Occupying Schools, Occupying Land: How the Landless Workers Movement Transformed Brazilian Education

Rebecca Tarlau

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Occupying Schools, Occupying Land: How the Landless Workers Movement Transformed Brazilian Education

Author's book talk, with opening remarks by Zeus Leonardo,
comments by Tianna Paschel

Wednesday, March 4, 2020
Time: 2:00 pm | Graduate School of Education, Berkeley Way West, Room 4101

Image from the cover of Occupying Schools, Occupying Land. (Image from Oxford University Press.)
Image from the cover of Occupying Schools, Occupying Land. (Image from Oxford University Press.)

The Brazilian Landless Workers Movement (MST) is one of the largest social movements in Latin America. In the past 35 years, it has become famous globally for its success in occupying land, winning land rights, and developing alternative economic enterprises for over a million landless workers. In her recent book, Rebecca Tarlau explores how MST activists have pressured municipalities, states, and the federal government to implement their educational program in public schools and universities, impacting hundreds of thousands of students.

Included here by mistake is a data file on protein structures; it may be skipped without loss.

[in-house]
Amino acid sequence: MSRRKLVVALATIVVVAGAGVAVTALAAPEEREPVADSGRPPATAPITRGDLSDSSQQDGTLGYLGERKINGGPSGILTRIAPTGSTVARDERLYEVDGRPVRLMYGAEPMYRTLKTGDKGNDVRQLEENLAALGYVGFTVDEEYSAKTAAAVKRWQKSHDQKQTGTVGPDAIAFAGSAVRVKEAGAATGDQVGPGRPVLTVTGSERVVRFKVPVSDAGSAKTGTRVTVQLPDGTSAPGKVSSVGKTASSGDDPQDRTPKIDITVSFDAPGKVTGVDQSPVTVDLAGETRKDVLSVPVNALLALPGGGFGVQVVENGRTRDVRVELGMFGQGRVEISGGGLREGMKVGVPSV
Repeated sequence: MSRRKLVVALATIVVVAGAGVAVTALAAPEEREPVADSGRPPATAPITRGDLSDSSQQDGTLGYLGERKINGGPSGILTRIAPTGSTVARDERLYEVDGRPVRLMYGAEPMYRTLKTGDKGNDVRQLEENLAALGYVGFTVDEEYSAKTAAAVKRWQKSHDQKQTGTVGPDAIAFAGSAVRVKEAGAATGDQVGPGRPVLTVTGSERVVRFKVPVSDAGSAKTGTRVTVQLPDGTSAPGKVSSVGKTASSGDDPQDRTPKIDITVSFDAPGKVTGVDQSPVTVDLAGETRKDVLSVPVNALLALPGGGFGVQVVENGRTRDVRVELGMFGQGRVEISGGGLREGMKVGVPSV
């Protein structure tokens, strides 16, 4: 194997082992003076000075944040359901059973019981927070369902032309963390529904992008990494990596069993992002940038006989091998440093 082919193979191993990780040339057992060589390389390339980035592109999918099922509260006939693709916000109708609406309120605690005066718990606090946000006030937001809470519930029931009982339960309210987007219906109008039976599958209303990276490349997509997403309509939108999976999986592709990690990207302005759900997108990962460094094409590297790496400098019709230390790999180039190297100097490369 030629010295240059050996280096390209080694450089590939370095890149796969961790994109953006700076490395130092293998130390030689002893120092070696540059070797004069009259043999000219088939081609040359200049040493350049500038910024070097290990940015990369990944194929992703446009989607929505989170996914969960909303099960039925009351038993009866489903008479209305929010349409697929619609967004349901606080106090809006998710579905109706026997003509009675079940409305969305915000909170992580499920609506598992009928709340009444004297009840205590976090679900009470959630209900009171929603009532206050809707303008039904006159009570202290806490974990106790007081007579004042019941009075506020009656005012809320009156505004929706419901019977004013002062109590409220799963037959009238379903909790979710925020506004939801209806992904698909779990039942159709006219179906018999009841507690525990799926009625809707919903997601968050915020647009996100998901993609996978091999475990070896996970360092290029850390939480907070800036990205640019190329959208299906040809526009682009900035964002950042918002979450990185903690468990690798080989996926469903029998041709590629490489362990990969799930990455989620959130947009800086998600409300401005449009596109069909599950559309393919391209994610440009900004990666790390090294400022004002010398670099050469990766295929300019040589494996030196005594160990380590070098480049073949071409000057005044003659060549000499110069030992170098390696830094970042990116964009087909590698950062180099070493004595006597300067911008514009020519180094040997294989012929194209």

Rebecca Tarlau is Assistant Professor at The Pennsylvania State University. She has a Ph.D. in Education from the University of California, Berkeley.

Tianna Paschel is an associate professor of African American Studies and Sociology at UC Berkeley. 

Zeus Leonardo is an associate professor of Education at UC Berkeley.

Co-sponsored by the Center for Latin American Studies, the Graduate School of Education, the Department of Sociology, the Department of Geography, and the Department of Environmental Science, Policy, & Management (Center for Diversified Farming Systems)